To be clear: there’s nothing wrong with the Philadelphia Phillies wanting to sign Bryce Harper and/or Manny Machado. But the Phillies aren’t in a position where they absolutely have to execute a blockbuster signing, or trade.
This offseason, the baseball world has been waiting for the Phillies to make a big free agent splash, especially after owner John Middleton claimed they were prepared to spend “stupid” money. While they haven’t exactly made their payroll suffer to this point, the Phillies have made some shrewd transactions in acquiring All-Star shortstop Jean Segura and signing outfielder Andrew McCutchen and reliever David Robertson.
Segura is one of the best shortstops in Major League Baseball, and the little attention this trade has received is strange. Segura has hit at, or above, .300 in each of the last three seasons, is a contact hitter, and under contract through 2023 for $14.8 million a season on average. Defensively he has his ups and downs, but the shortstop’s bat grants him a starting gig from the get-go; he’ll likely hit near the top of manager Gabe Kapler‘s lineup.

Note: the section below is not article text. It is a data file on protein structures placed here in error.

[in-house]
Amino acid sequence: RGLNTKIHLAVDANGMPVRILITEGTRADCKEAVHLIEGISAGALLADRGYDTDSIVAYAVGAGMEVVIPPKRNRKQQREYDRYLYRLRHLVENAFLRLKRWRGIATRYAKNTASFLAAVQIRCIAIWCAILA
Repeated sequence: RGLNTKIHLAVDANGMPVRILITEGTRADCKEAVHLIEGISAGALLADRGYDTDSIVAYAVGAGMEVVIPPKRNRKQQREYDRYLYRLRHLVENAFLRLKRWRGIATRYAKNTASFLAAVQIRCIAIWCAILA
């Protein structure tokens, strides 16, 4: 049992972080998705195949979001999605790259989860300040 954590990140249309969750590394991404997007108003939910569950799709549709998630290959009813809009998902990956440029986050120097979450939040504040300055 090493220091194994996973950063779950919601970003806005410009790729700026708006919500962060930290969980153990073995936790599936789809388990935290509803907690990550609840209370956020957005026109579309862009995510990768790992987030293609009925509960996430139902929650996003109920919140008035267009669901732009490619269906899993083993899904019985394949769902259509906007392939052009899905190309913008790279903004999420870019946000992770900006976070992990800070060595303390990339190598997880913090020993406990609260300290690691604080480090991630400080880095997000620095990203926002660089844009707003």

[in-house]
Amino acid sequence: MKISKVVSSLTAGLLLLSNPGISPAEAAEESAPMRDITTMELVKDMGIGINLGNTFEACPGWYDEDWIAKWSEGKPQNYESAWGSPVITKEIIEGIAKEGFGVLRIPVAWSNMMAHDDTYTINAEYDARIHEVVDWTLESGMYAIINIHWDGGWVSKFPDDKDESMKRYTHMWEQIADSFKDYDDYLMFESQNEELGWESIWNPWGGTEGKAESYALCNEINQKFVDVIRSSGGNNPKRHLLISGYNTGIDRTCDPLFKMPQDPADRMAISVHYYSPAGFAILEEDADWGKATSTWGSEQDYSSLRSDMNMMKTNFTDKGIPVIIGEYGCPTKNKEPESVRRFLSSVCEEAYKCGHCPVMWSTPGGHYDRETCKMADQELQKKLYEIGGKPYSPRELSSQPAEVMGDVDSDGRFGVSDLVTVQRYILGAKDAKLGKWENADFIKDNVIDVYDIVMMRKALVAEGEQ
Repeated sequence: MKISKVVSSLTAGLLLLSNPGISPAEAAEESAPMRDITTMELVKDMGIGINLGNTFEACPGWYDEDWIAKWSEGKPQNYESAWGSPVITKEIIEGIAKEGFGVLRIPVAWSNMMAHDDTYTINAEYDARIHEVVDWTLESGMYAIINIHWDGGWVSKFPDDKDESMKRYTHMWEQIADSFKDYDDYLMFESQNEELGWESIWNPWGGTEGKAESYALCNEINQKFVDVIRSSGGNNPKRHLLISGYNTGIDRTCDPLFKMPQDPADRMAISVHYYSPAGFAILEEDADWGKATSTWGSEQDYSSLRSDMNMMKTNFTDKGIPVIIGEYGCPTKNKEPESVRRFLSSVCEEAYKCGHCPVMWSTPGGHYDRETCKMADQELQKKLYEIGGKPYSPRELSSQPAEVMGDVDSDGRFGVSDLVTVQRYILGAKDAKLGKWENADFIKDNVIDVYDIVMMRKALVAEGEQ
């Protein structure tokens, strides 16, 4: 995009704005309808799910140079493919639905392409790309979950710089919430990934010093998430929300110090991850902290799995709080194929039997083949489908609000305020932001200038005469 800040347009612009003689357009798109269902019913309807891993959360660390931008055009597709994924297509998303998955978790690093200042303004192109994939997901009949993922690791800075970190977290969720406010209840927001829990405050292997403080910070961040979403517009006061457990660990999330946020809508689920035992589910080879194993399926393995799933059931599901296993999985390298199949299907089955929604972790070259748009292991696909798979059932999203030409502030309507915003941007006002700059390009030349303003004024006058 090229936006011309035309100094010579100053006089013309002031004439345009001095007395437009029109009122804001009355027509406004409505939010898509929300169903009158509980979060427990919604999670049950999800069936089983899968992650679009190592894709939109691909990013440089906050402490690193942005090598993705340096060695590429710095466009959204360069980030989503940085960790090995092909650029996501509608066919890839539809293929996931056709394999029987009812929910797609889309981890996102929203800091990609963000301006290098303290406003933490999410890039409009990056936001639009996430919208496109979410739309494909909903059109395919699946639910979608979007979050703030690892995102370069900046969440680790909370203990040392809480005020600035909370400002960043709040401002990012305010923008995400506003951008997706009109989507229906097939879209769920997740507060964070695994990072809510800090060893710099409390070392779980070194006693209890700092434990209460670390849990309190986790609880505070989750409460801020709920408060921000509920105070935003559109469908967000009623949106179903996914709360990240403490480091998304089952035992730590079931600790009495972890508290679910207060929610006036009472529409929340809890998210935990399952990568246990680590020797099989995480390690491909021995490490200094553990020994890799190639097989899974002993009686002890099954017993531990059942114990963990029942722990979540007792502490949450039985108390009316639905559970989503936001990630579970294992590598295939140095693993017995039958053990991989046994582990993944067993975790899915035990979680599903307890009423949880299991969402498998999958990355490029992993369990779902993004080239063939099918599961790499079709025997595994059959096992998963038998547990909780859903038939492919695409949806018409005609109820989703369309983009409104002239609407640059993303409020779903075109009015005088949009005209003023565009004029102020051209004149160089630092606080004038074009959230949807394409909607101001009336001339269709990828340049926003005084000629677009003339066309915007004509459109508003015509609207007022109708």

McCutchen is still one of the most reliable outfielders in the sport. He can play all three outfield positions, is a reliable hitter, and durable. He committed just two errors in split time with the San Francisco Giants and New York Yankees in 2018, has appeared in 146-plus games in every season since 2010, has a good eye, and hits for contact. Considering the veteran pedigree and overall presence he provides, McCutchen’s three-year, $50 million deal is worth the price of admission.With Harper and Machado still available, the @Phillies are in position to make a big move, but @RPStratakos believes they don't need to.Click To Tweet